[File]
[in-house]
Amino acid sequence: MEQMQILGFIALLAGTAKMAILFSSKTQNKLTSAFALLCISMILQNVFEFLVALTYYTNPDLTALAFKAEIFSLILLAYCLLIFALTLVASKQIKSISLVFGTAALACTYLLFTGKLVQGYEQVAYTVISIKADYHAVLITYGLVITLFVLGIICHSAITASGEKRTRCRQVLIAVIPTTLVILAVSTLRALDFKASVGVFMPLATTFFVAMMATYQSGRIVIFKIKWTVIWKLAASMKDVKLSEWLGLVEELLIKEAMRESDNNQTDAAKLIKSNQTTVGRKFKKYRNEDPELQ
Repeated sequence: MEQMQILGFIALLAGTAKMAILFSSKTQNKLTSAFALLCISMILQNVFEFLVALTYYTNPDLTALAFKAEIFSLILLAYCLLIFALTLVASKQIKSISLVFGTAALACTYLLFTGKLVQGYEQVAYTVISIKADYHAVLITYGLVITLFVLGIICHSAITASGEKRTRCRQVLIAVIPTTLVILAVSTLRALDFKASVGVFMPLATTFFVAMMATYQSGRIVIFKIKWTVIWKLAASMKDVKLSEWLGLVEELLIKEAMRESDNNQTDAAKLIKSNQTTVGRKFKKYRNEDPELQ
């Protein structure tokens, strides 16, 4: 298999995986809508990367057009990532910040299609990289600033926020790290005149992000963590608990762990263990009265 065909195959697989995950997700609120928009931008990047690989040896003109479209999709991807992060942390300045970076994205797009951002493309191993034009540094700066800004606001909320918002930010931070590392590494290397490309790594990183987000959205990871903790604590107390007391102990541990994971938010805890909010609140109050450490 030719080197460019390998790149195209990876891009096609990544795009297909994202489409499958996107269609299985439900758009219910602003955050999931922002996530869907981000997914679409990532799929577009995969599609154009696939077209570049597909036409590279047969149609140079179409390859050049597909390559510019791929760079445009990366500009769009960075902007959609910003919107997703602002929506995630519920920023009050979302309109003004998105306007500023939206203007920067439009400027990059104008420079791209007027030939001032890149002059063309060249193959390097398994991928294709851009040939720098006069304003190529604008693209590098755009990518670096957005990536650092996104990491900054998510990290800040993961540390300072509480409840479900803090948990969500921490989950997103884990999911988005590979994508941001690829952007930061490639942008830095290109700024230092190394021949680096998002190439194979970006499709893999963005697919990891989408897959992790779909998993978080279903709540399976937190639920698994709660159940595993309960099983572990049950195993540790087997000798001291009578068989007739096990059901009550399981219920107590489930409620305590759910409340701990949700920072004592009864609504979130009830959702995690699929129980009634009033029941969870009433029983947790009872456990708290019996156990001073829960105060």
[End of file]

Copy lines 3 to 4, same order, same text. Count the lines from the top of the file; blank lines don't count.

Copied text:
Repeated sequence: MEQMQILGFIALLAGTAKMAILFSSKTQNKLTSAFALLCISMILQNVFEFLVALTYYTNPDLTALAFKAEIFSLILLAYCLLIFALTLVASKQIKSISLVFGTAALACTYLLFTGKLVQGYEQVAYTVISIKADYHAVLITYGLVITLFVLGIICHSAITASGEKRTRCRQVLIAVIPTTLVILAVSTLRALDFKASVGVFMPLATTFFVAMMATYQSGRIVIFKIKWTVIWKLAASMKDVKLSEWLGLVEELLIKEAMRESDNNQTDAAKLIKSNQTTVGRKFKKYRNEDPELQ
């Protein structure tokens, strides 16, 4: 298999995986809508990367057009990532910040299609990289600033926020790290005149992000963590608990762990263990009265 065909195959697989995950997700609120928009931008990047690989040896003109479209999709991807992060942390300045970076994205797009951002493309191993034009540094700066800004606001909320918002930010931070590392590494290397490309790594990183987000959205990871903790604590107390007391102990541990994971938010805890909010609140109050450490 030719080197460019390998790149195209990876891009096609990544795009297909994202489409499958996107269609299985439900758009219910602003955050999931922002996530869907981000997914679409990532799929577009995969599609154009696939077209570049597909036409590279047969149609140079179409390859050049597909390559510019791929760079445009990366500009769009960075902007959609910003919107997703602002929506995630519920920023009050979302309109003004998105306007500023939206203007920067439009400027990059104008420079791209007027030939001032890149002059063309060249193959390097398994991928294709851009040939720098006069304003190529604008693209590098755009990518670096957005990536650092996104990491900054998510990290800040993961540390300072509480409840479900803090948990969500921490989950997103884990999911988005590979994508941001690829952007930061490639942008830095290109700024230092190394021949680096998002190439194979970006499709893999963005697919990891989408897959992790779909998993978080279903709540399976937190639920698994709660159940595993309960099983572990049950195993540790087997000798001291009578068989007739096990059901009550399981219920107590489930409620305590759910409340701990949700920072004592009864609504979130009830959702995690699929129980009634009033029941969870009433029983947790009872456990708290019996156990001073829960105060």